What was John Murray's view? In my paper I cited his commentary on Romans along with many other representatives of the traditional Reformation view that Romans 2:13 is hypothetical. Dr. Waldron takes exception to my citing Murray as a representative of this interpretation. But I remain unrepentant. The following quotes from his commentary seem to me to prove that Murray held to the hypothetical (or empty-set) view of Romans 2:13. He starts out by saying that whether there will be any doers of the law who are justified is irrelevant to Paul's purpose at this point in his argument:
"This verse [Rom 2:13] is directly connected with the two clauses immediately preceding and supports or confirms the proposition that the law will be the instrument of the condemnation pronounced upon those who have sinned under it. The emphasis in verse 13 falls upon the difference between 'hearers of the law' and 'doers of the law'. The mere possession of the law does not insure favorable judgment on God's part. The law is the standard of judgment but it is the law as demanding conformity .... It is quite unnecessary to find in this verse any doctrine of justification by works in conflict with the teaching of this epistle in later chapters. Whether any will be actually justified by works either in this life or at the final judgment is beside the apostle's interest and design at this juncture. The burden of this verse is that not the hearers or mere possessors of the law will be justified before God but that in terms of the law the criterion is doing, not hearing. The apostle's appeal to this principle serves that purpose truly and effectively, and there is no need to import questions that are not relevant to the universe of discourse" (1.71)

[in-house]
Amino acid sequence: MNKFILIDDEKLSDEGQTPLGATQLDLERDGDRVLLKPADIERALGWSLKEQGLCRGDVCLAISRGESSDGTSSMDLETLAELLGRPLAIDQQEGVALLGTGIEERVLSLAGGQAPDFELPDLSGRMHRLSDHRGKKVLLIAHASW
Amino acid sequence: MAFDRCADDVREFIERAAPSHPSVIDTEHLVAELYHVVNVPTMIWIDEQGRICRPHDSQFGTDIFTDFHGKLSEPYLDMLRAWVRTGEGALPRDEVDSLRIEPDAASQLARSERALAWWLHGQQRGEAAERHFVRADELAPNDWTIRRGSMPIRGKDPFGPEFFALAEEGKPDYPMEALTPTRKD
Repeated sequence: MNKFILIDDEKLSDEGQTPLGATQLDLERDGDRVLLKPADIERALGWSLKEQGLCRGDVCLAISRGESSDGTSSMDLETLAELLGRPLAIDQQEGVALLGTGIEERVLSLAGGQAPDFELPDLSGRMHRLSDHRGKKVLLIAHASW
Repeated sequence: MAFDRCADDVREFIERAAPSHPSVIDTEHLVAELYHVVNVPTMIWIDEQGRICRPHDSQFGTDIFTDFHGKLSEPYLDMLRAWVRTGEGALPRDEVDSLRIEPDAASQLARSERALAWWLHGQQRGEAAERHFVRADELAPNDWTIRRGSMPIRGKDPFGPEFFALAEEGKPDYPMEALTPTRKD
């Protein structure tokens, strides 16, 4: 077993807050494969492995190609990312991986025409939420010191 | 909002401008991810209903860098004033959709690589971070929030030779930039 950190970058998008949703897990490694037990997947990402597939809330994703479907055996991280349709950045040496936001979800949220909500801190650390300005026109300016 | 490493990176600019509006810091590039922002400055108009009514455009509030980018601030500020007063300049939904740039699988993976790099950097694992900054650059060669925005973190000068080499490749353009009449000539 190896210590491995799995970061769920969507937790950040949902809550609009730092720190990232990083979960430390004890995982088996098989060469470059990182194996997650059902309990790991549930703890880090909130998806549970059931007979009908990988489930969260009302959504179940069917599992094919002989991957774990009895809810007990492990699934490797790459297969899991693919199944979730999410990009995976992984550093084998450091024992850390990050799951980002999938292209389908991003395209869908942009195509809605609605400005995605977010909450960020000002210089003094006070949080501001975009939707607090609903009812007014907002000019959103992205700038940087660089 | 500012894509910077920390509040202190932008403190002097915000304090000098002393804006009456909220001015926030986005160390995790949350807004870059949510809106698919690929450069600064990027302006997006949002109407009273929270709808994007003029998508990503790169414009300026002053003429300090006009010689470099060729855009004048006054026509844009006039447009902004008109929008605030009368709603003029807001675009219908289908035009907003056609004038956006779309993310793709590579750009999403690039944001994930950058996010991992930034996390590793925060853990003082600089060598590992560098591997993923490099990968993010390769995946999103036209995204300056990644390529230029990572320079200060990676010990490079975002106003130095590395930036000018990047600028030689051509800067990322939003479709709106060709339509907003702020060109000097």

At this point, Murray inserts a footnote where he quotes another commentator favorably, thus in effect adopting the empty-set view:
"Philippi's statement is worthy of quotation: 'Whether or not there are such perfect 'doers of the law' the apostle does not say in this passage, but only opposes the true standard to the false standard of the Jews, that 'hearers of the law' are just before God. The entire reasoning of the Roman epistle tends to this conclusion, that no man is by nature such a 'doer of the law,' or can be'." (1.71 n 21)
That Murray has adopted the empty-set or hypothetical view of Rom 2:13 is confirmed later on in his comments at Rom 3:20 ("by the works of the law shall no flesh be justified in his sight"):
"This [Rom 3:20] does not overthrow the principle stated in 2:13 that 'the doers of the law will be justified'. This holds true as a principle of equity but, existentially, it never comes into operation in the human race for the reason that there are no doers of the law, no doing of the law that will ground or elicit justification – 'there is none righteous, no, not one' (vs. 10)" (1.107).
Now it is true that Murray did not take Rom 2:6-11 as hypothetical (see his remarks at 1.62-63). Clearly, Murray is on Waldron's side at this point, not mine. But as Dr. Waldron himself has pointed out, some commentators adopt a mediating position in that they take Rom 2:6-11 as real but v. 13 as hypothetical. I would argue that Murray falls in this category (as did Philippi himself, whom Murray follows). I should have been clearer about this distinction, and I will make it clear in a future revision of my paper. Still, I stand by my claim that Murray interpreted Rom 2:13 hypothetically.